Kyrie Irving looks to the future, while simultaneously playing defense (Getty Images)
As you’ve no doubt noticed by the thousands of words we’ve already spilled on a bad, 16-30 team, the Cleveland Cavaliers have quite a bit of drama enveloping them. Between the deal for Luol Deng, the musings about Kyrie Irving’s stasis as a developing young talent, the Anthony Bennett ordeal, and both the team’s coach and general manager calling out the players’ effort levels this week in between blowout losses, this squad seems to intrigue much more than most other lottery-bound disappointments. Mainly because the franchise, in spite of the shot to the stomach it received in 2010 when LeBron James decided to leave for no tangible compensation, has had myriad chances to make light of a terrible situation.
They could have purposely bottomed out in 2010-11, but instead chose to pretend to be playoff contenders, rufusing to trade off their remaining good players for assets. The team lucked into both the top overall pick (by way of a lottery advancement) and cap space (with the NBA gifting the amnesty clause), while also piling up three other lottery picks (including another top overall selection) in the years between 2011 and 2013. Charged with making the playoffs this season, Cleveland is now three and a half games out of the miserable Eastern playoff bracket.
They’re three and a half games behind the Charlotte Bobcats, people. This is the band we’re dealing with right now.
This lent all sorts of credibility to the idea that Kyrie Irving, recently selected to start at guard for the Eastern All-Stars, would want out of Cleveland. At some point. Maybe now, maybe in this summer, maybe in two and a half years when he can walk away without restrictions. Chad Ford of ESPN mentioned as much in a chat on Thursday, which caused enough ripples that Irving had to address as much following the team’s blowout loss to the New York Knicks on Thursday night.
Here are Irving’s quotes, as recorded by the great Jason Lloyd at the Akron Beacon-Journal:
“I’m still in my rookie contract and I’m happy to be here. And I’m pretty sure I’m going to be here for a long time.”
3. “It’s still too early to say. I’m still trying to get through this season,” Irving said tonight. “Everybody is trying to antagonize this team and put it on me … I’m here for my teammates, I’m here for Coach Brown and the coaching staff and I’m going to play my heart out every single night for the Cleveland Cavaliers.”
4. I asked him last summer, in the days after John Wall signed his max extension, if he would accept the same deal from the Cavs. “I’m not really worried about that right now,” he said. “Right now I’m focusing on the year ahead, my third year, then I’ll worry about that in the summer time.”
One of the great happy co-incidences of David Stern’s work as NBA commissioner is the way his collective bargaining agreements have allowed the NBA rumor mill to churn nearly 12 months a year. January should be a bit of a drag, stuck in the midpoint of a long season, but here we are rightfully discussing Irving’s prospects in a contract that may not let out until July 2016, one that could provide myriad chances for both team and player to work with in the months and years until then.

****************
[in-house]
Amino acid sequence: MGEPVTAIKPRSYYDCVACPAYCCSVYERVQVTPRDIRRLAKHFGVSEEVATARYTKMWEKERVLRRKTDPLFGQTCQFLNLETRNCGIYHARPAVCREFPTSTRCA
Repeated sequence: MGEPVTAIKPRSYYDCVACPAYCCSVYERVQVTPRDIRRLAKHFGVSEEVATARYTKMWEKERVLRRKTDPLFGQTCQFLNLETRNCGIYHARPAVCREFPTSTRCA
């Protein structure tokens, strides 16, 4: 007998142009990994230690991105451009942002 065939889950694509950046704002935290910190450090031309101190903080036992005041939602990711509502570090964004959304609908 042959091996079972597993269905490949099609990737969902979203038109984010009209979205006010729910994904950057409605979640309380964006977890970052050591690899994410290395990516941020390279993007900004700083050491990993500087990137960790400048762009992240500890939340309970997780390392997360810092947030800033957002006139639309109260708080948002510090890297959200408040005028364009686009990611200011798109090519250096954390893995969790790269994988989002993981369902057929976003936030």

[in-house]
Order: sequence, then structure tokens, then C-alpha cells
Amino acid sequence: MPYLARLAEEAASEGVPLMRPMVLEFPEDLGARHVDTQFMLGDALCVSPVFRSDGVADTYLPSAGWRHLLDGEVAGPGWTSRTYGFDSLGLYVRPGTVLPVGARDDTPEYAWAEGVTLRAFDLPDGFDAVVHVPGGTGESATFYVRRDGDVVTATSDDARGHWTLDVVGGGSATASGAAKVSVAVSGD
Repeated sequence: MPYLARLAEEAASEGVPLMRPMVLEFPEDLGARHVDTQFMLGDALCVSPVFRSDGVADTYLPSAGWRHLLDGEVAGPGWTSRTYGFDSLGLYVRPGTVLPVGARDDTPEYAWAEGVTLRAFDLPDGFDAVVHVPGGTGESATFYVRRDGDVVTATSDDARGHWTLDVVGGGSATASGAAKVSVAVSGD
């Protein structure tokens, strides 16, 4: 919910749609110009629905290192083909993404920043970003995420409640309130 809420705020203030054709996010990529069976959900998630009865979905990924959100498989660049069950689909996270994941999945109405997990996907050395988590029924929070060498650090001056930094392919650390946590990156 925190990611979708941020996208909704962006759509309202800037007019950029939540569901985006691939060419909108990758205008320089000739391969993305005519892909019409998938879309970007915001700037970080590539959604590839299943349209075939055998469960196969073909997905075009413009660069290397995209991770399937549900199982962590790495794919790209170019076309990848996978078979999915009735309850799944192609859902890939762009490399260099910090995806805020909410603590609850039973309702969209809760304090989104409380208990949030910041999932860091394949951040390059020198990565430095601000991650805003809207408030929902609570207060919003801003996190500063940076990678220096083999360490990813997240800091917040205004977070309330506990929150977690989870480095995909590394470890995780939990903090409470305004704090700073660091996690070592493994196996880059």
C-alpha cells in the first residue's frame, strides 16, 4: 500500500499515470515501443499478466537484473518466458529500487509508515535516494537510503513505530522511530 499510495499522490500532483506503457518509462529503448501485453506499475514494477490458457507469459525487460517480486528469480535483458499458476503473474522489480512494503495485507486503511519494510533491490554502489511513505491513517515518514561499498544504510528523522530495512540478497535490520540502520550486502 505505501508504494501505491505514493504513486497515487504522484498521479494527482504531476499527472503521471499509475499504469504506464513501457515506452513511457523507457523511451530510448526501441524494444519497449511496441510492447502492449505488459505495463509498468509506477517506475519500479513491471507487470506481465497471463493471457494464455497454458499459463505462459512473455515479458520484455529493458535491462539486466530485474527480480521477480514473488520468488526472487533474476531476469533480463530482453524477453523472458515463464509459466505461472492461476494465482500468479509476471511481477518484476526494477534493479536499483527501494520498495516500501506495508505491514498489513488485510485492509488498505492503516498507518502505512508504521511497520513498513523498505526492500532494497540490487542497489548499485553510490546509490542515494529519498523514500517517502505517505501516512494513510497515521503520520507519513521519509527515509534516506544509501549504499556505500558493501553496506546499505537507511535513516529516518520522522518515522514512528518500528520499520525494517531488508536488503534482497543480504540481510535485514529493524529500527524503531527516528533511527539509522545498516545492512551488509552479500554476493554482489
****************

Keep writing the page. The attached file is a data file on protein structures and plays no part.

Irving is on a rookie deal, so he is committed to the Cavaliers next season, and he could sign that contract extension this season. In the summer of 2015, should he have passed on that extension, Irving could either seek out other teams to sign with as a restricted free agent, or accept Cleveland’s qualifying offer for 2015-16. The Cavs would immediately match any restricted offer, no matter how dear, and working for the QO would be a problem – Irving would have to sign off on any subsequent trade the Cavaliers would eventually make in order to receive some compensation prior to his leaving as an unrestricted free agent in 2016. An anti-Decision maneuver.
We’re not done yet.
If Derrick Rose does not return to full health for the Chicago Bulls next season, Irving could once again be voted by fans to start the All-Star Game. This would then allow the Cavaliers, via the most recent collective bargaining agreement, to offer him 30 percent of their salary cap as a yearly salary figure this summer. That’s right – the fans’ interests in Rose, Irving, Dwyane Wade and John Wall could mean the difference between Irving staying or going in either 2014, or 2016.
On top of that, because Irving was a top overall selection, his potential 2015-16 qualifying offer is a relatively (to rookies) hefty $9.19 million. That’s a figure that could be worked several times over into trading for a potential star-type asset, should Irving agree to a deal. Or he can make waves about not wanting to accept an extension this summer, which would encourage the team’s front office to pursue a trade over the summer. A trade for a two-time All-Star that would be just 22-years old, making just a million over the league’s average salary in 2014-15.
That’s assuming the Cleveland front office looks the same this July, which is no sure thing. General manager Chris Grant has been on the job since 2010, and he’s managed just an 80-196 record since taking over. That’s in comparison to the two and possible three championships that LeBron James will have earned in the years since Dan Gilbert promised Cleveland fans a ring before James ever grabbed his in South Beach.
Contract intrigue. Front office intrigue. Player intrigue. Owner intrigue. Even coaching intrigue, as most can tell that Irving is less than happy with Cleveland’s re-tread hire of Mike Brown.
Damn, David Stern is good at this.
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- Sports & Recreation
- Kyrie Irving
- Cleveland Cavaliers